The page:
Lockdown boom for Online Gambling poses dangers of invitations to lodge ever more money and sneakily changed stakes
By Bart D Daly
An article by Conor Doyle about betting in bookmaker shops in Village last July damningly concluded that they are quite happy to let you place whatever money you want while you’re a losing player, but when you start to win, they shut you out.
Since bookmakers are closed during the lockdown, attention turns to the ethics of online bookmakers, which are going through a boom with unexpected new customers creating new risks other than the bet.
Perhaps reflecting heightened lockdown dangers, British betting regulator the Gambling Commission has just proposed that gaming companies carry out mandatory affordability checks on customers who lose £100 (€113.96) or more a month, to limit harm, sparking heated debate with the industry.
Bookmaking firms have, in recent years, promoted safe gambling with notices in bookmakers’ shops and notices on their sites under the slogan Responsible Gambling. Online gambling sites promote it to customers by email and have guides on their sites on this. In November 2020 they promoted Responsible Gambling Week.
However, the Irish bookmakers initiated this campaign following similar campaigns in the UK, which had been running for four years. Their sincerity is in question.
In gambling there are two parties: the punter and the bookie. For Responsible Gambling to work properly, it takes both parties to act responsibly, not one. My recent experience with one online gambling provider would indicate to me that in two areas bookmakers appear to believe that the Responsible Gambling falls only on the punter!
Punters will usually know how much is in their accounts. When they log on they will know this as it is visible. But bookmakers have automated dropdown boxes informing customers when their account is low and asking them if they wish to make a deposit. Punters do not need to be reminded of the state of their accounts. If they want to do a bet and there is insufficient money in their account, they will decide themselves to lodge more money. Being reminded by the bookmaker every time the account is low is inviting the punter to lodge more money. This is not responsible action by the provider: if a person has a gambling problem this constant reminder is an unfair advantage.
In contrast to Paddy Power, Boyle Sports also has a dropdown box when an account is low, but it provides an option in the dropbox saying, “don’t
show this message again”. This conforms with Responsible Gambling.
Large online bookmakers also have a gaming section with slot machines, poker, roulette etc. While it is a separate part of their sites, the same customer account is used.
I cannot generalise but write from experience with Paddy Power on the gaming section.
I then noticed that Paddy Power had changed the unit rate from 10c to €2. I complained immediately and the amount taken from my account was refunded “as a gesture”
From time to time Paddy Power send emails to customers offering them a number of free “spins” on one or more of their slot games in their gaming section. I believe the usual number promoted under this is 10 free spins. The 10 free spins are on a unit price of 10 cent per spin.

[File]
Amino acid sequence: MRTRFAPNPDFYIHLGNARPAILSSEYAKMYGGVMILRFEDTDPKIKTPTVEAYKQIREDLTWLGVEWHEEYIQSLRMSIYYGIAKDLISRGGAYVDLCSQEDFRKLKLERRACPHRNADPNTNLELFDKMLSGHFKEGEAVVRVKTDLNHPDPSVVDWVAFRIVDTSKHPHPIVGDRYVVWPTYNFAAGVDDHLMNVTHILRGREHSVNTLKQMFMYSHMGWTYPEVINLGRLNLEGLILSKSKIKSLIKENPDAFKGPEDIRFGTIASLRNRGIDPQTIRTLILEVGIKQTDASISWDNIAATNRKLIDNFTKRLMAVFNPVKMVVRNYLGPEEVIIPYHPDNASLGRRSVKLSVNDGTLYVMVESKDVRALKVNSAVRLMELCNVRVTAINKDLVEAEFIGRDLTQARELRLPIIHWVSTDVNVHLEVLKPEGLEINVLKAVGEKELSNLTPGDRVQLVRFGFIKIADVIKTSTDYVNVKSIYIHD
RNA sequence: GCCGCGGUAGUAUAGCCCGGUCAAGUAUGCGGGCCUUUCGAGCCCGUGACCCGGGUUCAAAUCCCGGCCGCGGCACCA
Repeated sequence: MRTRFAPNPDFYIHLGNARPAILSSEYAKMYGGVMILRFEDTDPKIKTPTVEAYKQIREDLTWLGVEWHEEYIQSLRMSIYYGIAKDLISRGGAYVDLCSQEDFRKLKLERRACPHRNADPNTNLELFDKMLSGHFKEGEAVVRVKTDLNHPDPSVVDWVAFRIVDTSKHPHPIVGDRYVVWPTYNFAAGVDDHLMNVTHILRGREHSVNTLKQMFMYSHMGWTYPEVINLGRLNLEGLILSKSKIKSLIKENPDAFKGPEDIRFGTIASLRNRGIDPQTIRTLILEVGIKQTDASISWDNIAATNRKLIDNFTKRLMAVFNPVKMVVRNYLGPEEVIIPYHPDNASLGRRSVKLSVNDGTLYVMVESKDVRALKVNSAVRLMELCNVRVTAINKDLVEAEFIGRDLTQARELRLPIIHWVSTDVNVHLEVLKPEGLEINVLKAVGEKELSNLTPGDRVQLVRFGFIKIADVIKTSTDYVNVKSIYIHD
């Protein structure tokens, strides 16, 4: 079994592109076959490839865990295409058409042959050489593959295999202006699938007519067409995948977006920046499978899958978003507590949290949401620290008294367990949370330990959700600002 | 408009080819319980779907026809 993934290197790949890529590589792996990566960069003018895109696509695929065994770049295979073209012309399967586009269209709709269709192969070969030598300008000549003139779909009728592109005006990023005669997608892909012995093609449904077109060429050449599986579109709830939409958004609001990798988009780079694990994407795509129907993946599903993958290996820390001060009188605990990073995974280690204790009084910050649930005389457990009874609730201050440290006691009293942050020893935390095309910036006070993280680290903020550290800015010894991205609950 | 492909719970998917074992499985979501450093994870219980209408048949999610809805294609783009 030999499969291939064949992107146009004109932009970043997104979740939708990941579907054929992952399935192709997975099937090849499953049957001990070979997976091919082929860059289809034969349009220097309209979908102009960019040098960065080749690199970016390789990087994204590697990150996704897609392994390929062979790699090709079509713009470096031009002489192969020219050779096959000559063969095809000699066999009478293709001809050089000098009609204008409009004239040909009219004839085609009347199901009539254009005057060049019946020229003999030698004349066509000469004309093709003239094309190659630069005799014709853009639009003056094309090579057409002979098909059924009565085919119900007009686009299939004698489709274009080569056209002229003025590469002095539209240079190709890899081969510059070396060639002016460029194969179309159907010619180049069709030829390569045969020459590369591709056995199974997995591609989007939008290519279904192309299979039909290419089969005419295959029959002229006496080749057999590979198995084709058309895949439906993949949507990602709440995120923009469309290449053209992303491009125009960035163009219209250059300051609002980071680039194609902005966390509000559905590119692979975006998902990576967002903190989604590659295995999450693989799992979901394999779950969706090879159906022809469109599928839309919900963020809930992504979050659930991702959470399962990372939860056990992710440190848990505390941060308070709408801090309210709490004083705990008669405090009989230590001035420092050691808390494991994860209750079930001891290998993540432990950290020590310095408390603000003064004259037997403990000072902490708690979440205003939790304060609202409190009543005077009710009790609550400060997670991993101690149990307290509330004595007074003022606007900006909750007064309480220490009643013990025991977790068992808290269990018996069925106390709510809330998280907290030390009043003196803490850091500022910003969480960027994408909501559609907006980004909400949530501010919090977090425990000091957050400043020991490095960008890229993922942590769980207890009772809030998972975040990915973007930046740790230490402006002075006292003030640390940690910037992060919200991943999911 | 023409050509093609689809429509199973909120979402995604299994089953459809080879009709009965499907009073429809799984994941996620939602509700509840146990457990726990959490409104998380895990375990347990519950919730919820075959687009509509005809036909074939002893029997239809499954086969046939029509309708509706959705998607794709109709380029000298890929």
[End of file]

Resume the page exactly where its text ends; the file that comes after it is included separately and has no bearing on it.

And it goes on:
I received such an email on 26 December offering 10 free spins at the unit rate of 10 cent per spin. I availed of this and took the 10 free spins. After the tenth spin a pop-up box appeared stating I had used the free spins and from there on the cost of the spins would come out of my account.
After I saw and read the pop-up notice I continued for a few more spins and then stopped. I noticed my account had decreased much more than the cost of the few additional paid-for spins at 10c. I then noticed that Paddy Power had changed the unit rate from 10c to €2. I complained immediately and the amount taken from my account was refunded “as a gesture”.
I only lost €6 by this misleading practice but I felt it was unfair and in the interests of Responsible Gambling, it should be stopped.
I put it to Paddy Power’s Escalation Management that in the interests of Responsible Gambling they should include, in their drop-down box informing the customer that their 10 free spins were finished, notification that the rate per spin was being increased.
They responded stating that they were not changing their procedure on this and that in their view the “onus was on the customer to keep a watch on the rates”. This policy flies in the face of Responsible Gambling.
I wrote to Gary McGann, chairman of Flutter Entertainment plc, the parent company of Paddy Power and raised this with him, noting that with 13 million customers this would probably generate hundreds of thousands of Euro each year.
I asked the chairman to acknowledge receipt of my letter, sent by registered post, within seven working days but no such response or acknowledgement has been received. I stated if there was no response, I would be free to explore other avenues of address. PR of course is a big feature of Paddy Power with its laddish ads and sponsorship of the execrable new Ivan Yates vehicle.
Bookmaker shops in Ireland are regulated under the Gaming and Lotteries Acts 1956 to 2013 with applications for and renewals for licenses made in the District Court. Paddy Power’s online gambling though is outside this structure and is governed by the Malta Gaming Authority.
We may presume an interest in Responsible Gambling has yet to crystalise in Malta.